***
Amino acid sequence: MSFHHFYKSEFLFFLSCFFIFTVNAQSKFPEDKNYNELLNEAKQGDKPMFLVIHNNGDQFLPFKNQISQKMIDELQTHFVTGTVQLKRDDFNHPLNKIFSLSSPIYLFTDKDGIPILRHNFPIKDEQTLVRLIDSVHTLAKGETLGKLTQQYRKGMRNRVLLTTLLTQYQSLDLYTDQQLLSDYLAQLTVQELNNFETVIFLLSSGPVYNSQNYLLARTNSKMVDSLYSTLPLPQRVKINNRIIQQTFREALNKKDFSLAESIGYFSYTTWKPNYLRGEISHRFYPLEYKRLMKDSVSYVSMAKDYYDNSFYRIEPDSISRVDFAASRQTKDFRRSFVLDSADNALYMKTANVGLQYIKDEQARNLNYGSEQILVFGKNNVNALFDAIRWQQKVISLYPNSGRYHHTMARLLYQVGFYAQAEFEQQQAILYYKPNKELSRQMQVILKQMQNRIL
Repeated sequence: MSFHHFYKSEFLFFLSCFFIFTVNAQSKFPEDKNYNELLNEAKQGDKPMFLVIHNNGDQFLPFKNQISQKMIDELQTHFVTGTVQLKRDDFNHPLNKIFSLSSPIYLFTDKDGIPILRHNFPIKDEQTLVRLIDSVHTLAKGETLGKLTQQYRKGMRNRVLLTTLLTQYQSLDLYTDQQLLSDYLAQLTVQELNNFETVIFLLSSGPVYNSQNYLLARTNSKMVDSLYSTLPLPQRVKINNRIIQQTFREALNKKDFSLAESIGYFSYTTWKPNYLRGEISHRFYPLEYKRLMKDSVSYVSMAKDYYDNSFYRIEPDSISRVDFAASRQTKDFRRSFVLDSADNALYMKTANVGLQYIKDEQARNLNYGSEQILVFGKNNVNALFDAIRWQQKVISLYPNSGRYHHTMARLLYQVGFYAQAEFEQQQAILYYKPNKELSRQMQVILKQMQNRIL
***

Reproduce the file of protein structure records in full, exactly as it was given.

Amino acid sequence: MSFHHFYKSEFLFFLSCFFIFTVNAQSKFPEDKNYNELLNEAKQGDKPMFLVIHNNGDQFLPFKNQISQKMIDELQTHFVTGTVQLKRDDFNHPLNKIFSLSSPIYLFTDKDGIPILRHNFPIKDEQTLVRLIDSVHTLAKGETLGKLTQQYRKGMRNRVLLTTLLTQYQSLDLYTDQQLLSDYLAQLTVQELNNFETVIFLLSSGPVYNSQNYLLARTNSKMVDSLYSTLPLPQRVKINNRIIQQTFREALNKKDFSLAESIGYFSYTTWKPNYLRGEISHRFYPLEYKRLMKDSVSYVSMAKDYYDNSFYRIEPDSISRVDFAASRQTKDFRRSFVLDSADNALYMKTANVGLQYIKDEQARNLNYGSEQILVFGKNNVNALFDAIRWQQKVISLYPNSGRYHHTMARLLYQVGFYAQAEFEQQQAILYYKPNKELSRQMQVILKQMQNRIL
Repeated sequence: MSFHHFYKSEFLFFLSCFFIFTVNAQSKFPEDKNYNELLNEAKQGDKPMFLVIHNNGDQFLPFKNQISQKMIDELQTHFVTGTVQLKRDDFNHPLNKIFSLSSPIYLFTDKDGIPILRHNFPIKDEQTLVRLIDSVHTLAKGETLGKLTQQYRKGMRNRVLLTTLLTQYQSLDLYTDQQLLSDYLAQLTVQELNNFETVIFLLSSGPVYNSQNYLLARTNSKMVDSLYSTLPLPQRVKINNRIIQQTFREALNKKDFSLAESIGYFSYTTWKPNYLRGEISHRFYPLEYKRLMKDSVSYVSMAKDYYDNSFYRIEPDSISRVDFAASRQTKDFRRSFVLDSADNALYMKTANVGLQYIKDEQARNLNYGSEQILVFGKNNVNALFDAIRWQQKVISLYPNSGRYHHTMARLLYQVGFYAQAEFEQQQAILYYKPNKELSRQMQVILKQMQNRIL